WASHINGTON – Republicans in the House pushed through a bill Wednesday to speed up government review of gold, copper, silver and uranium mining on federal land.
The bill makes it harder for opponents to mount legal challenges against new ventures and sets a 30-month timeline for environmental reviews.
Supporters said the bill would help create jobs by cutting back waiting periods for new “hard-rock” mining projects that can stretch up to 10 years. The bill would give U.S. officials discretion to waive federal environmental reviews and accept state reviews instead. It also sets a 60-day limit to file legal challenges.
Opponents called the bill a giveaway to the mining industry and an environmental disaster.
The House approved the bill, 246-178. Fifteen Democrats supported the bill. No Republicans opposed it. The measure is expected to die in the Democratic-run Senate.
The White House issued a statement opposing the bill, saying it would “undermine and remove” important environmental safeguards.
The legislation also undermines laws requiring multiple uses of public lands by placing mining interests above all other uses, the White House said, calling the measure a threat to hunting, fishing, recreation and other activities that create jobs and sustain local economies across the country.
The bill’s sponsor, Rep. Mark Amodei, R-Nev., said it was needed to end permitting delays that rank the United States below most other countries in approving new mining projects.
“Duplicative regulations, bureaucratic inefficiency and lack of coordination between federal agencies are threatening the economic recovery of my home state and jeopardizing our national security,” said Amodei, a former president of the Nevada Mining Association.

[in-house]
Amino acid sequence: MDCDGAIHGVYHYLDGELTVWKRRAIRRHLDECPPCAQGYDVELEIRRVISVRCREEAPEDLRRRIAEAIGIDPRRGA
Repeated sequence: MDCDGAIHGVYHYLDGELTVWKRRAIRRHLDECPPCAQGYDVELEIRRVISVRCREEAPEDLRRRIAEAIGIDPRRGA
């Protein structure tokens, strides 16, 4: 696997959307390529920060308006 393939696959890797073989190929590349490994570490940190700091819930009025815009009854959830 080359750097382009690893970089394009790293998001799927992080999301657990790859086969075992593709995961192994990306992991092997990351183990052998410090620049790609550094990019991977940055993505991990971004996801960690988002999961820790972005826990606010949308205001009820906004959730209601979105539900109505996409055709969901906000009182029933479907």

While Nevada is rich in strategic and critical minerals, it also has the nation’s highest unemployment rate, Amodei said. “Decade-long permitting delays are standing in the way of high-paying jobs and revenue for local communities,” he said.
But Rep. Rush Holt, D-N.J., called the bill a giveaway to the mining industry, which wields outsize political influence in Nevada and other Western states.
“This bill is not about fixing delays,” Holt said, “but really is about preventing proper environmental review.”
Holt and other Democrats said the Obama administration has moved to approve mining permits more quickly than the Bush administration, noting that 82 percent of mining plans are approved within three years.
Projects that need more than three years of review tend to be larger and more complex and pose more risks to the environment, Holt and other Democrats said.
Democrats also complained that while the U.S. government reaps billions of dollars in royalties each year from fossil fuels extracted from federal lands and waters, it does not collect any money from gold, uranium or other metals mined from the same places. The government doesn’t even know how much these so-called hard-rock mines produce from federal public lands in the 12 Western states where most of the mining occurs, according to a report by the Government Accountability Office.
Instead of streamlining permits, Congress should move to impose royalties on hard-rock mining, Democrats said.
“I think it’s just a shame that we just keep giving everything away,” Rep. Louise Slaughter, D-N.Y., said.
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